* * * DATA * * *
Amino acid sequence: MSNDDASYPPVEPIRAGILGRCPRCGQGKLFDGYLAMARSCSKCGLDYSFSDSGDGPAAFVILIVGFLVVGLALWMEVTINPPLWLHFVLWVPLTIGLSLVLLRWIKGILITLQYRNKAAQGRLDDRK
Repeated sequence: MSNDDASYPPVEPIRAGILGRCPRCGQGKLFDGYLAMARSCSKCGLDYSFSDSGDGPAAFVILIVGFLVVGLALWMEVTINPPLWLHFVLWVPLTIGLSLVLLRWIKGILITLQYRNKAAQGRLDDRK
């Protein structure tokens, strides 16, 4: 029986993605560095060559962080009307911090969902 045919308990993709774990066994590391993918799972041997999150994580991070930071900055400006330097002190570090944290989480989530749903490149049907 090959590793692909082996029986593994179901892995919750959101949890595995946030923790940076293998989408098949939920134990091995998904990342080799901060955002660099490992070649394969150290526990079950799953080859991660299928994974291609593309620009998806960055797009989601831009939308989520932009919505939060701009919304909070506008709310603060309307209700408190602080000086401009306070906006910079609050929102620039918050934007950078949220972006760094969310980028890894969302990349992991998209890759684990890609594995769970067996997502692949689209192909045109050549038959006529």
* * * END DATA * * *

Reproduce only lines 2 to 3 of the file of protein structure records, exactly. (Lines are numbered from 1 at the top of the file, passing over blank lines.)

Repeated sequence: MSNDDASYPPVEPIRAGILGRCPRCGQGKLFDGYLAMARSCSKCGLDYSFSDSGDGPAAFVILIVGFLVVGLALWMEVTINPPLWLHFVLWVPLTIGLSLVLLRWIKGILITLQYRNKAAQGRLDDRK
């Protein structure tokens, strides 16, 4: 029986993605560095060559962080009307911090969902 045919308990993709774990066994590391993918799972041997999150994580991070930071900055400006330097002190570090944290989480989530749903490149049907 090959590793692909082996029986593994179901892995919750959101949890595995946030923790940076293998989408098949939920134990091995998904990342080799901060955002660099490992070649394969150290526990079950799953080859991660299928994974291609593309620009998806960055797009989601831009939308989520932009919505939060701009919304909070506008709310603060309307209700408190602080000086401009306070906006910079609050929102620039918050934007950078949220972006760094969310980028890894969302990349992991998209890759684990890609594995769970067996997502692949689209192909045109050549038959006529």